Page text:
Does Parecon Honor or Denigrate Need? ?
In a participatory economy remuneration is for effort expended and sacrifice endured in work. Does this mistakenly reject providing according to needs? Does it prevent needs from being properly met? Does it elevate a self-interested calculus denying more social motivations? Does it induce individualist rather than social inclinations? Even supporters of parecon wonder about these questions. How do we respond?
One issue is does parecon address the needs of people who cannot work?
Yes, parecon provides an average income to those who cannot work. What about people with special health needs? Health care is a free public good in a parecon. What about calamity victims? Insurance is also a public good, so again parecon provides appropriately. What about children? Do parents have to take less social product for themselves in order to clothe, feed, and otherwise provide for children? No, an average income goes to children, by right of being human. Children do not have to work to get their fair share. Parecon remunerates effort and sacrifice but that doesn’t impede meeting needs of those who cannot work because if you cannot work in a parecon, you get an income anyhow. And if you have added health needs, those are met as well.
But wondering about needs-based allocation might involve more subtle matters. Suppose there is a severe cold snap in your region. Should you have to pay for needed heat out of your income, thus leaving less budget for desirable goods than you anticipated just because of bad luck regarding the weather? Should bad weather diminish you budget for getting goods to enhance your life? Or should the cost of heating to withstand the cold snap be provided socially?
Ultimately, we are asking what counts as a health or a calamity request handled outside one’s budget—and what counts as our responsibility within our budgets. No single answer universally applies. Different countries could arrive at different norms. So could a single country at different times or even different regions inside a country. The self-managing choices of the polity and/or workers and consumers councils decide. But it’s plausible to predict that pareconish people will have a bias. To the extent society can protect everyone against harsh circumstances without abrogating other values and without incurring undue expense and disruption, I would imagine pareconish people will likely agree that adjustment policies should reduce any serious suffering for external unforeseeable circumstances, not only in the case of catastrophic calamity, but in lesser cases, as well. In any event, that’s my bias. It seems to me that there is no moral reason to allow some people to fall victim to unpredictable but truly harmful bad luck, while others relatively benefit. But this choice is not built into parecon as an abiding norm in the way that balanced job complexes are built in, for example, and different possibilities exist for how to try to fulfill this aspiration and for the degree to seek to fulfill it, and these differences will be explored differently in different cases, no doubt.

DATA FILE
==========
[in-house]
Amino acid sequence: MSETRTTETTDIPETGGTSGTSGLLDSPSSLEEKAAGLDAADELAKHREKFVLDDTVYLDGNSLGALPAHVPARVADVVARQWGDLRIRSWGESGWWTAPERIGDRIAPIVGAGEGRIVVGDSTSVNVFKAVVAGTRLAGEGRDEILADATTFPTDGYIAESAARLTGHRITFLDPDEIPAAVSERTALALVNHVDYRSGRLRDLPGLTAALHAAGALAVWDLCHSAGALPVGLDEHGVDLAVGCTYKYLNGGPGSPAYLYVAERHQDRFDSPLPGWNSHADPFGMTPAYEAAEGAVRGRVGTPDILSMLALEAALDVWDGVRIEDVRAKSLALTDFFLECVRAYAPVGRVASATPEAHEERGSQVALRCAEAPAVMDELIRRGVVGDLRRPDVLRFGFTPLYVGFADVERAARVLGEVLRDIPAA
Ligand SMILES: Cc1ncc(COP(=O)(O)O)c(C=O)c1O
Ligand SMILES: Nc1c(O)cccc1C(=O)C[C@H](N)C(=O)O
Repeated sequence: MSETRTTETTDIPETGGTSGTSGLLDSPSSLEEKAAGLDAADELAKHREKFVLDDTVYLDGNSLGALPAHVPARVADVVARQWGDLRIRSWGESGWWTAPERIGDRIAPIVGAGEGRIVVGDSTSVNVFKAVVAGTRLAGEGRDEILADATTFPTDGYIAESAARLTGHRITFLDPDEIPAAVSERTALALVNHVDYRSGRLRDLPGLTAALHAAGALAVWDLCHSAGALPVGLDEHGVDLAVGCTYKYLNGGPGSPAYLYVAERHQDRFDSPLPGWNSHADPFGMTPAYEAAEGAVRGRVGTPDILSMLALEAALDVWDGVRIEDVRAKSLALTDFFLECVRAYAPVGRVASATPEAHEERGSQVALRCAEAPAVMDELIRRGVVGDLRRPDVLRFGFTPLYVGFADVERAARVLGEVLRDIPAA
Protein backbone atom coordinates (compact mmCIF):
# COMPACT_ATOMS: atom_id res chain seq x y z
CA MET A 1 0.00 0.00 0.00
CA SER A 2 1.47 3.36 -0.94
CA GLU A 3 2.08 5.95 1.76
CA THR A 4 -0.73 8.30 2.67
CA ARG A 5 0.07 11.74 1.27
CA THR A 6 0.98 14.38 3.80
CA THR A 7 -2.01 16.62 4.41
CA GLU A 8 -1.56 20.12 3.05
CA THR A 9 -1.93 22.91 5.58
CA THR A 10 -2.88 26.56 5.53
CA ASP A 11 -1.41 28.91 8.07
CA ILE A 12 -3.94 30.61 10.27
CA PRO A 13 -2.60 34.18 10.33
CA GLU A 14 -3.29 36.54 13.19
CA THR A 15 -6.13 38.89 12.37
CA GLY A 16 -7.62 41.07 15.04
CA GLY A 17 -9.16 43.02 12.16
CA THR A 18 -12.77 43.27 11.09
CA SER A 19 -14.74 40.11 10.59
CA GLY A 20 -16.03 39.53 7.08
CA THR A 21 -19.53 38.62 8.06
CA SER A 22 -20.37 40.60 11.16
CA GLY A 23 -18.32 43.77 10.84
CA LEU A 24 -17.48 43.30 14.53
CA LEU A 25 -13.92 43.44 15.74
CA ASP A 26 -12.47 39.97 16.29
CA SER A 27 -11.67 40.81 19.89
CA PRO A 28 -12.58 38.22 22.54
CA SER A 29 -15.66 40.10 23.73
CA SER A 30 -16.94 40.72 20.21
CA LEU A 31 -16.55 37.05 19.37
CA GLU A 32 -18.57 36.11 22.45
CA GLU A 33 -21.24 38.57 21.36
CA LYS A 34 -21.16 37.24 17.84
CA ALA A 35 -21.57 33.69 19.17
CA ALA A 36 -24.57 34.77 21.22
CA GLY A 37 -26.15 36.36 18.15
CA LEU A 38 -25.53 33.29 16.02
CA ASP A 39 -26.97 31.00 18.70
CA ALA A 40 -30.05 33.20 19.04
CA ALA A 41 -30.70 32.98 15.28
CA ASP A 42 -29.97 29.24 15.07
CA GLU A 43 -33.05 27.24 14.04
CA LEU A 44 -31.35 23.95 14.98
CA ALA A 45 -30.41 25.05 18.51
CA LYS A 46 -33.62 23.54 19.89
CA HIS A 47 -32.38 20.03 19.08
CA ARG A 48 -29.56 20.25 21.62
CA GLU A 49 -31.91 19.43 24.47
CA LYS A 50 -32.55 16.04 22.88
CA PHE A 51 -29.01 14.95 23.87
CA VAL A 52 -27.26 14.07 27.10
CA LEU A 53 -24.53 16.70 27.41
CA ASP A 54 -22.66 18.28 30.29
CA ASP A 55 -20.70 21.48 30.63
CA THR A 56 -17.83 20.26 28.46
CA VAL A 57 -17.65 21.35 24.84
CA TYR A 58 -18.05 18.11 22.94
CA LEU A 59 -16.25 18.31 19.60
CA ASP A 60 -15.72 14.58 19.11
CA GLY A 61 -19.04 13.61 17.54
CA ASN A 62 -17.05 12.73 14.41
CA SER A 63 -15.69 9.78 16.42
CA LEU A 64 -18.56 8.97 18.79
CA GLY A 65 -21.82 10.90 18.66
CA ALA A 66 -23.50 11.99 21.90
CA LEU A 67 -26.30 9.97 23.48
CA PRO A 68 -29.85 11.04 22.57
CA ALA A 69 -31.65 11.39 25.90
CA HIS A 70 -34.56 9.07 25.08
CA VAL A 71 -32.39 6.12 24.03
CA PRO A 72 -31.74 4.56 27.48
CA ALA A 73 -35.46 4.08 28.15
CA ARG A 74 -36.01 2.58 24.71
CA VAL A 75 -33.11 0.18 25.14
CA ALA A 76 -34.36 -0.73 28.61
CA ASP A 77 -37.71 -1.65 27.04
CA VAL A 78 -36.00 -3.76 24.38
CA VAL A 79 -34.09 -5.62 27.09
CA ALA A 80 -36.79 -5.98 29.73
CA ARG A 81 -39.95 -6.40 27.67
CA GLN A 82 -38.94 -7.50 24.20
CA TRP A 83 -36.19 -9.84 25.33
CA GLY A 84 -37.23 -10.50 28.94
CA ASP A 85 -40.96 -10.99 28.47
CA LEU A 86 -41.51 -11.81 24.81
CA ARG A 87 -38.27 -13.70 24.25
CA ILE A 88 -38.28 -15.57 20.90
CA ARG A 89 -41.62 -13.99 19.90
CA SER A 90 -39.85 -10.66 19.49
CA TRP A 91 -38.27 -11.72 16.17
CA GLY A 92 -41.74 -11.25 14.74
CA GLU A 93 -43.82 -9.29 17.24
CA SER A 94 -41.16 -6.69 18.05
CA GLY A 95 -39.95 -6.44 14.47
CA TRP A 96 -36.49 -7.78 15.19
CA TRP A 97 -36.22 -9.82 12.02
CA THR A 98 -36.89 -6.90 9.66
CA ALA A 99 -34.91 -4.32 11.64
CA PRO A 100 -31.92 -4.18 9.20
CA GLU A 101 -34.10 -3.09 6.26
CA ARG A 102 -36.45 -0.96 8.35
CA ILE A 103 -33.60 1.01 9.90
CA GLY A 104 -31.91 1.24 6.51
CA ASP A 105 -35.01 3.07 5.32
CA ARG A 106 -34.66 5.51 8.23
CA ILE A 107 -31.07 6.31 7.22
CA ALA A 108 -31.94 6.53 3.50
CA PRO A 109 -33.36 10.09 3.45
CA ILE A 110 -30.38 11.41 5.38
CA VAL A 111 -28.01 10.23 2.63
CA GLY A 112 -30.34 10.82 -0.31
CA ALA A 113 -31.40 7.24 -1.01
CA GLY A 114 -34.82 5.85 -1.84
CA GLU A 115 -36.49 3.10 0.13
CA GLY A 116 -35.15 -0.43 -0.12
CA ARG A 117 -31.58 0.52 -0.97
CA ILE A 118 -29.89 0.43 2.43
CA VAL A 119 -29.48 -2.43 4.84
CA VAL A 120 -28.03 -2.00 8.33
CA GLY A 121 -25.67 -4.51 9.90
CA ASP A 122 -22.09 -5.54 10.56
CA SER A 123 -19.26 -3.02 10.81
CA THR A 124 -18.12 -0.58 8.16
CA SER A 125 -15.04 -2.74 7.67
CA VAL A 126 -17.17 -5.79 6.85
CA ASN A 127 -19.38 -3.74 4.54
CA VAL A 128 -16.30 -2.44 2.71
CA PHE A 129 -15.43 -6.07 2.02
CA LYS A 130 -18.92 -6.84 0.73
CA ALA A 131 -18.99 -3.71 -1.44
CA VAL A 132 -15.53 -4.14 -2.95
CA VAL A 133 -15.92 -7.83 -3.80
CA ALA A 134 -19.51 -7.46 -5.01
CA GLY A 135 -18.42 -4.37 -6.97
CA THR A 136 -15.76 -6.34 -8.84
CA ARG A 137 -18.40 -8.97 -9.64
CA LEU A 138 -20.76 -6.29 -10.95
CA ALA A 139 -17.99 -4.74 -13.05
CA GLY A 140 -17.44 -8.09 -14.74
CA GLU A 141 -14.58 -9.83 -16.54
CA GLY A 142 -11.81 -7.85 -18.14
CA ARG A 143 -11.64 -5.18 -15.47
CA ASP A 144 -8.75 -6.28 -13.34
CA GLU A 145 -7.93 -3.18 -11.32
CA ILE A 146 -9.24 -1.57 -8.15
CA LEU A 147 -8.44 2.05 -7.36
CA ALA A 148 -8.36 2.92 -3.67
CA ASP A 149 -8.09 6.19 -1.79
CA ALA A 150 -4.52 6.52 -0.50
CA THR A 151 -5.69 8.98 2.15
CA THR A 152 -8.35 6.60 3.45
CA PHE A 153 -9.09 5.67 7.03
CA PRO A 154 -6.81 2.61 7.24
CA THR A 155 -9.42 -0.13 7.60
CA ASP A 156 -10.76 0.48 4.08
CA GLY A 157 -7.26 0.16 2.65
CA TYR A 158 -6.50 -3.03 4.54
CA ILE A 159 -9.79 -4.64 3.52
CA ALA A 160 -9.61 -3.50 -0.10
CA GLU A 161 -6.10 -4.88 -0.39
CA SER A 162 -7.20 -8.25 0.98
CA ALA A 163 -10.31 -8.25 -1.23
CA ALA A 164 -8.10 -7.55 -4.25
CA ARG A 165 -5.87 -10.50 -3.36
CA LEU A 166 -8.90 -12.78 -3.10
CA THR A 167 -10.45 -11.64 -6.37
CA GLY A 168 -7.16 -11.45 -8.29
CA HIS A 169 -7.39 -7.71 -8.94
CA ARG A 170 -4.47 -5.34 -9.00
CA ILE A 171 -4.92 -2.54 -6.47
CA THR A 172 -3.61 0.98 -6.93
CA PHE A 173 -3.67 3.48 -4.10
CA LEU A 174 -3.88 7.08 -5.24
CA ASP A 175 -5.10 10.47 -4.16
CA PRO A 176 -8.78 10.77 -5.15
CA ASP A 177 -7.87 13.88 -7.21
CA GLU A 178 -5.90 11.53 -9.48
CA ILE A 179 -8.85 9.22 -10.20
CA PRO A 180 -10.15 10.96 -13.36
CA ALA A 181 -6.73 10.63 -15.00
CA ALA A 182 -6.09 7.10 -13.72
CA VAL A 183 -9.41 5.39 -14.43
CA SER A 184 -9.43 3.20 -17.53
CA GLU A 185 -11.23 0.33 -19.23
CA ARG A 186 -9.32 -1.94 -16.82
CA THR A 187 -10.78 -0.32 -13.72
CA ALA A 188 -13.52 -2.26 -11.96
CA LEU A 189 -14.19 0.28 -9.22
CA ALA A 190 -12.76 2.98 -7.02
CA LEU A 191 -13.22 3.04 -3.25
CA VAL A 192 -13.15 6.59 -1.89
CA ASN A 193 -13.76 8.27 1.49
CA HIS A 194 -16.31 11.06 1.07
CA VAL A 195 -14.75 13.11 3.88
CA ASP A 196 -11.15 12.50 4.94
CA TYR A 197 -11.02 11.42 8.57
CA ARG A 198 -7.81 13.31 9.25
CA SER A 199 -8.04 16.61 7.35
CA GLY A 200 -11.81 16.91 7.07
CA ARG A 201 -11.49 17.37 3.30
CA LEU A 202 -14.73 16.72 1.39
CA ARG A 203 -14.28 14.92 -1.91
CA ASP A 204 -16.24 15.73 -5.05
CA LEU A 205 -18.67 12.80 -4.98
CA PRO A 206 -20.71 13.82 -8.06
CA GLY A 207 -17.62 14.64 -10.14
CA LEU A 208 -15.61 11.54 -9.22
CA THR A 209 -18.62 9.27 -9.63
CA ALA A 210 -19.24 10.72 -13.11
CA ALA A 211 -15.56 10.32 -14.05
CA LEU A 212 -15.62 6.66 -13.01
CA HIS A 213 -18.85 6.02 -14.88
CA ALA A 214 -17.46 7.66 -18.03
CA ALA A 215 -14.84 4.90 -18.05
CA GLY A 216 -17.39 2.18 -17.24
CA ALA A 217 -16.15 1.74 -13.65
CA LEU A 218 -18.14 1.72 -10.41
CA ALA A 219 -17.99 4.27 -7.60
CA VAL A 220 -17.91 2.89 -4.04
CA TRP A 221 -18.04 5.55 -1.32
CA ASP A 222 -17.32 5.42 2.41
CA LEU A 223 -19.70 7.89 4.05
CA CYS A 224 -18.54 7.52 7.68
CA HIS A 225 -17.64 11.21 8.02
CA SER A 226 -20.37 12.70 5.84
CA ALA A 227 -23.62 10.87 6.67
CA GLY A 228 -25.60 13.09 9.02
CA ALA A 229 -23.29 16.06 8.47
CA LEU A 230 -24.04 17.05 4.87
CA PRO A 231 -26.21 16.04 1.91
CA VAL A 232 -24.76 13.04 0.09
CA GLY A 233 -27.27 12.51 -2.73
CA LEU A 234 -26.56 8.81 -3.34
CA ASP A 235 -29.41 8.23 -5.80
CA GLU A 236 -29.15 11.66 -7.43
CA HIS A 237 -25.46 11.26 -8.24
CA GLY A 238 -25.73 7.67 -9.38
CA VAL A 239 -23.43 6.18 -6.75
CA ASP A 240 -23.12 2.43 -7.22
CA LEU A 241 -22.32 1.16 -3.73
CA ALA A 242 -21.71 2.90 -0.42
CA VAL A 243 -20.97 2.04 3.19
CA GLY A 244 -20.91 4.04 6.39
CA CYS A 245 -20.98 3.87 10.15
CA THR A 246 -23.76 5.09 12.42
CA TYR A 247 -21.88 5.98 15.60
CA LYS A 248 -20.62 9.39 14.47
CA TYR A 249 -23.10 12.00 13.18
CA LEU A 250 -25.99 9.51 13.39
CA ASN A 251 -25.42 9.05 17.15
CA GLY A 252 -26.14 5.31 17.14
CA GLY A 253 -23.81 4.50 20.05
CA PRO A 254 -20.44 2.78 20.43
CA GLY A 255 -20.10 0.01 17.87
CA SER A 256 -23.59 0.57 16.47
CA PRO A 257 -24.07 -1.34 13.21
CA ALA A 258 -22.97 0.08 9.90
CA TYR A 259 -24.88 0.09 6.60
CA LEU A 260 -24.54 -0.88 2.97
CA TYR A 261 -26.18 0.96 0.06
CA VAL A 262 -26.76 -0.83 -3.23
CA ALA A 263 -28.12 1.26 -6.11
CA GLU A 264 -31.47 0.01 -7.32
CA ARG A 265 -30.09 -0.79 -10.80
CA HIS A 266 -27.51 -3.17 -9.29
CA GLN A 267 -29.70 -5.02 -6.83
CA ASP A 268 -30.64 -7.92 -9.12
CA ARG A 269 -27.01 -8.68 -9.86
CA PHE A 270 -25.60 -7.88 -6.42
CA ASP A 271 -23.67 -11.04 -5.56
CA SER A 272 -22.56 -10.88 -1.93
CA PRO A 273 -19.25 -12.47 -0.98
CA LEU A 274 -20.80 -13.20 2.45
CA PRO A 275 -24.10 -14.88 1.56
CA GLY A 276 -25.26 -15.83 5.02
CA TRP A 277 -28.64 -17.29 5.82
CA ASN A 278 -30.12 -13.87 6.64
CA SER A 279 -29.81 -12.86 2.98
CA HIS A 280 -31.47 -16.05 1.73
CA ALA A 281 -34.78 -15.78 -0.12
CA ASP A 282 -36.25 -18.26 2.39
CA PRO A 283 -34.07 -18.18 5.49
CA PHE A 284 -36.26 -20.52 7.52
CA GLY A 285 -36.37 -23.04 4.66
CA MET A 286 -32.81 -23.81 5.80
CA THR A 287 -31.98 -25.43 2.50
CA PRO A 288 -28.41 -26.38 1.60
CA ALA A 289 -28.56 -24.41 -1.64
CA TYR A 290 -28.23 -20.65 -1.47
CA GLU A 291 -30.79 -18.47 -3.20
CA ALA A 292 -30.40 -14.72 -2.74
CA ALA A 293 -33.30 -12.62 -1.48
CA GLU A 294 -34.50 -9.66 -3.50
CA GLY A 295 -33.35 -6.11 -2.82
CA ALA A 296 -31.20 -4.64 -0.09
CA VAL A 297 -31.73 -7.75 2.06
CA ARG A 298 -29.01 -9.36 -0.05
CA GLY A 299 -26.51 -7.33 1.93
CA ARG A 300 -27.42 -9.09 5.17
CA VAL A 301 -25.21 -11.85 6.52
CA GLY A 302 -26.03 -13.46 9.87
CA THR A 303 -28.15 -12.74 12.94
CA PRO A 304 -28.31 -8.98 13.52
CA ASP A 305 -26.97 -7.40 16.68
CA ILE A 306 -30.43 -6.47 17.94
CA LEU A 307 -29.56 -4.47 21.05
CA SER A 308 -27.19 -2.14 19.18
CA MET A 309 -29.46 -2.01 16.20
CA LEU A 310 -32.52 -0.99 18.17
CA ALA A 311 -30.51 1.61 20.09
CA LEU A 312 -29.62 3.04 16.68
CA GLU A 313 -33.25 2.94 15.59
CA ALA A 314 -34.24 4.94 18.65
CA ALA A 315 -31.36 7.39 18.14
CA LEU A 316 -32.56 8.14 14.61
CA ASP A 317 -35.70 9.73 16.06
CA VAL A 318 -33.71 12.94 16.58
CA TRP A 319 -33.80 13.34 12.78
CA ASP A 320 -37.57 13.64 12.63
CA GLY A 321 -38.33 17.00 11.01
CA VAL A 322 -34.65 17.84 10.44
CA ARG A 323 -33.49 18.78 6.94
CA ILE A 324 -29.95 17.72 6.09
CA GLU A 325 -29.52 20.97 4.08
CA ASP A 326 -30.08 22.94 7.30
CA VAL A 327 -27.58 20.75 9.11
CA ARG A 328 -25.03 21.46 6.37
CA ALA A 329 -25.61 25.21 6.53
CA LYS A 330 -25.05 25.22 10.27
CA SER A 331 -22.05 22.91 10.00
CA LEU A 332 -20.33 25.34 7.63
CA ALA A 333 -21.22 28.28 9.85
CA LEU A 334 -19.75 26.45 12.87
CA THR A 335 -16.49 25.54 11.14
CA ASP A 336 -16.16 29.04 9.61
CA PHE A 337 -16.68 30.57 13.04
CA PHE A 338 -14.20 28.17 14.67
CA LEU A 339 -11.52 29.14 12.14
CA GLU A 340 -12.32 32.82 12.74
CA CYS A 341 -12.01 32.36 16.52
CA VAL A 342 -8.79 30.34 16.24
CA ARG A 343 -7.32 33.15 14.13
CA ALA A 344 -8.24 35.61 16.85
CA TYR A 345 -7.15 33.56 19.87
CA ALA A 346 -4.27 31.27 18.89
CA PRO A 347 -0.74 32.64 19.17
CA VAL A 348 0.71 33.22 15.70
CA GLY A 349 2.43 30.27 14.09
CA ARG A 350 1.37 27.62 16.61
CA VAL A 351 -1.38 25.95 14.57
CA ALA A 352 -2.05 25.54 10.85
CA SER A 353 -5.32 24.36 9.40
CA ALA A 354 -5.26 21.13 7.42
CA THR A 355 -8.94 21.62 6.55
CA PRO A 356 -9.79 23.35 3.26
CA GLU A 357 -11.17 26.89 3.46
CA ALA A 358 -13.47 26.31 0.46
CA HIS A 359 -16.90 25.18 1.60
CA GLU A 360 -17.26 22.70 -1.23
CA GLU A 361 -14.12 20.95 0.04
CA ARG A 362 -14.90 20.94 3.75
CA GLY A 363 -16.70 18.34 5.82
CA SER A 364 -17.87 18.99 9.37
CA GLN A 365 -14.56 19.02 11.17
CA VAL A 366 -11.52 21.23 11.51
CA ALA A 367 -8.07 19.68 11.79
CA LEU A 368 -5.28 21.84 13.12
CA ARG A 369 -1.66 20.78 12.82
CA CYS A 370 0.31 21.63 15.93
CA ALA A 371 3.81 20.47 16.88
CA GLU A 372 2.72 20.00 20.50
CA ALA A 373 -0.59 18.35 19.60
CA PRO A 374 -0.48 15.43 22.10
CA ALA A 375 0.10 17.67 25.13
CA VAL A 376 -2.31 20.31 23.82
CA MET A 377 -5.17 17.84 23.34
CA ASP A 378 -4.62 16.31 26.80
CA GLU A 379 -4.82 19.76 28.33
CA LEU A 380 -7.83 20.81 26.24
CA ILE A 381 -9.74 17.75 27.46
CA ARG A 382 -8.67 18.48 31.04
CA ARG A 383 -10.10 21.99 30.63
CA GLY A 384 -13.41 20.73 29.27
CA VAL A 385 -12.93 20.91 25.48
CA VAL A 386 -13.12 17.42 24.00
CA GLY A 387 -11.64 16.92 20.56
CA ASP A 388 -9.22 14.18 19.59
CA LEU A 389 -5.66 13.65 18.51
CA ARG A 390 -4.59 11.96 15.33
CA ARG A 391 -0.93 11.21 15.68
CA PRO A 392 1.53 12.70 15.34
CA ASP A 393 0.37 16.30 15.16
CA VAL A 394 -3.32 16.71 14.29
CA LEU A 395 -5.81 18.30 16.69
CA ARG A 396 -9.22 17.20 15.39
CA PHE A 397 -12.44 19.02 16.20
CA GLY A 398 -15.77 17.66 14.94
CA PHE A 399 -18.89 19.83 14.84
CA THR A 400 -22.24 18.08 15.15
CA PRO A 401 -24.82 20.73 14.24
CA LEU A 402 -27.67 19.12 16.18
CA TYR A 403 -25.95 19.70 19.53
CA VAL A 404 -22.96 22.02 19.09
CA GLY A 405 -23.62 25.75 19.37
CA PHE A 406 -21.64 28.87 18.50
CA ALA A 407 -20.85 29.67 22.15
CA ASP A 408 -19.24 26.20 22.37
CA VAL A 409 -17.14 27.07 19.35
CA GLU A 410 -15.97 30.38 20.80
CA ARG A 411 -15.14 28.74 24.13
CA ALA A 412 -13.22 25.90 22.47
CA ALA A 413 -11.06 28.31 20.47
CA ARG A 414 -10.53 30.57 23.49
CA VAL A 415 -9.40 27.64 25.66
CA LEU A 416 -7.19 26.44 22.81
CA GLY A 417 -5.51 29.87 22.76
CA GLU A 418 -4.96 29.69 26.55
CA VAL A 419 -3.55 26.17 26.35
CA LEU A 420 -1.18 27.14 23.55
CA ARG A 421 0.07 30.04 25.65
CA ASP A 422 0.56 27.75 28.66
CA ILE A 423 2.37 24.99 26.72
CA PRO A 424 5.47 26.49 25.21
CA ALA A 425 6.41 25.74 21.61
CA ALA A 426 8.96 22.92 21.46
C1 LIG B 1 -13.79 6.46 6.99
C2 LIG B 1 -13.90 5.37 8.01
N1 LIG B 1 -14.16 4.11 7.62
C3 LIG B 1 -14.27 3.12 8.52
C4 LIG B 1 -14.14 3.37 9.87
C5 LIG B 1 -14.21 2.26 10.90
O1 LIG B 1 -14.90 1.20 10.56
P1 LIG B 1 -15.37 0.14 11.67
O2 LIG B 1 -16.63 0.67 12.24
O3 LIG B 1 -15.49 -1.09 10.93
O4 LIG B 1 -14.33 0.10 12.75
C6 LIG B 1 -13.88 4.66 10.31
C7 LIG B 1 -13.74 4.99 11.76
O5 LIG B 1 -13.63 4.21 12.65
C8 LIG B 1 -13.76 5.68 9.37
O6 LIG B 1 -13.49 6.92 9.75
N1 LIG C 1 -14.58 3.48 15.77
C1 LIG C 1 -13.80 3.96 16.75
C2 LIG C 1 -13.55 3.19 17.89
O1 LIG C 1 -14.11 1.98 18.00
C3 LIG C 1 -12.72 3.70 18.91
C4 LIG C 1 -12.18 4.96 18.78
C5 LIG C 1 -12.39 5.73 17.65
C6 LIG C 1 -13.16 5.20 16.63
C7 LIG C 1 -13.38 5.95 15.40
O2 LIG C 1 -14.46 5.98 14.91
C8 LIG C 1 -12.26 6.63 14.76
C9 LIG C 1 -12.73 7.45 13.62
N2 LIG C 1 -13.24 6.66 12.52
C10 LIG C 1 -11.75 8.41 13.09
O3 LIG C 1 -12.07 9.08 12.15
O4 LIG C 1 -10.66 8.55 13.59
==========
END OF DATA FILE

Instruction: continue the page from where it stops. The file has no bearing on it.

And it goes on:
My question is more basic. Isn’t there something wrong when an economy rewards our labors with remuneration rather than simply giving us what we need by virtue of our being human? Why do we have to earn a share? Why isn’t a share ours by right? For that matter, why do we need an incentive to work? Why do we need to get a share of output for our labors, withheld if we don’t do them, rather than each of us working simply because it is our social responsibility to do so—and getting whatever we need, simply by right of our humanity?
The description sounds exalted, but imagine being ship-wrecked on an island with fifty other folks. We have a lot of toys salvaged from our ship. There is a beautiful swimming area. There are games to be played, music to be performed and heard, relationships to explore, poetry to write, nature to experience, and so on. There is also, however, a need to build housing, grow and harvest food, pot fresh water, maintain single fires, and so on. So there is hard, boring labor, and there is fun and enriched leisure time.
Suppose I announce that I need a dwelling, fresh water, food, a luxurious carved flute, and some newly made clothes. My hap- piness, sanity, and fulfillment depend on having all that, I say. I need it. But I also announce that I would rather not work producing that stuff or anything else. I enjoy swimming and hanging out too much to give time to anything more onerous each day. I need a lot of leisure. That is just me.